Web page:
How India’s concretising cities are becoming heat islands..

There is little doubt that most of us mention about the huge heat factor in India especially during summers. But taking a look at temperatures, one would see near similar temperatures across years. One big factor is our heat toleration has declined considerably thanks to air conditioners everywhere. The second bit could be this construction madness with concrete being used everywhere:

The monsoon has currently dissipated intense heat across India’s growing cities, but temperatures are rising and will continue to climb because of the way urban areas are expanding.
With trees, lakes and open spaces replaced by roads, expanses of concrete with closely spaced multi-storeyed buildings – often in violation of zoning and setback laws – Indian cities are turning into “heat islands”, according to an IndiaSpend review of scientific studies in five cities.
A clear trend is evident: The difference between the daytime maximum and nighttime minimum daily temperatures – the diurnal temperature range (DTR) – is steadily declining. This indicates that concretising cores of cities are retaining heat, even as temperatures rise in formerly cooler outskirts, as they, too, urbanise. A higher range of temperature indicates greater cooling.
* In Delhi, over a decade to 2011, the temperature range declined by more than 2 deg C, one of India’s strongest heat-island effects.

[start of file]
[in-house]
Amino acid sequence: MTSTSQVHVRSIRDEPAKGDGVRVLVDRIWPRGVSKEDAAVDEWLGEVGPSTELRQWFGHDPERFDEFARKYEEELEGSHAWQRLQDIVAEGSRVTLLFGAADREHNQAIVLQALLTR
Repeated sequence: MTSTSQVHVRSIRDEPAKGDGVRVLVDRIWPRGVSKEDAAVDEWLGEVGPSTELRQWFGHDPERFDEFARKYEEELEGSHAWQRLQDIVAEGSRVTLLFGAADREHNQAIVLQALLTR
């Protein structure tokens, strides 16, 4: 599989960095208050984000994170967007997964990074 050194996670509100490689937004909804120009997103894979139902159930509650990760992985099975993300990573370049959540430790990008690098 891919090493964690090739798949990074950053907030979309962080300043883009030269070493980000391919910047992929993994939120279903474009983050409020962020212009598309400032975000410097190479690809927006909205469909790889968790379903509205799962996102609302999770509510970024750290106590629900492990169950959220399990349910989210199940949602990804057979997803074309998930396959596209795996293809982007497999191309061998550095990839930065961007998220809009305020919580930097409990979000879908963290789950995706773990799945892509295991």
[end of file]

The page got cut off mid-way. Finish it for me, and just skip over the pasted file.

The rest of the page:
* In Chennai, the morning temperature at the city centre is between 3 to 4.5 deg C higher than its greener fringes.
* In Thiruvananthapuram, when a cool, evening breeze blows, the greener rural areas cool by 3.4 deg C, the city areas by half as much.
* In Guwahati, city areas are warmer by 2.13 deg C than the peripheries during the day and by 2.29 deg C at night.
* In Kochi, a canyon-like effect of buildings funnels heat into the city, creating a “heat island” that makes the centre 4.6 deg C warmer in winter and 3.7 deg C in winter.
Heat islands are created by a combination of design, construction material and environment. Closely built buildings form canyons that trap heat reflecting from their walls. Air-conditioning vents, especially in narrow alleys, further warm up buildings and nearby areas.
I guess as long as we are growing, these are blips we should just ignore. Any such talk will brand you as anti growth and development.
Another thing is using glasses in our buildings. Given the high heat, all these glasshouses just become greenhouses perfect for cooking people inside. This means even more usage of airconditioners and more rise of intolerance for heat.

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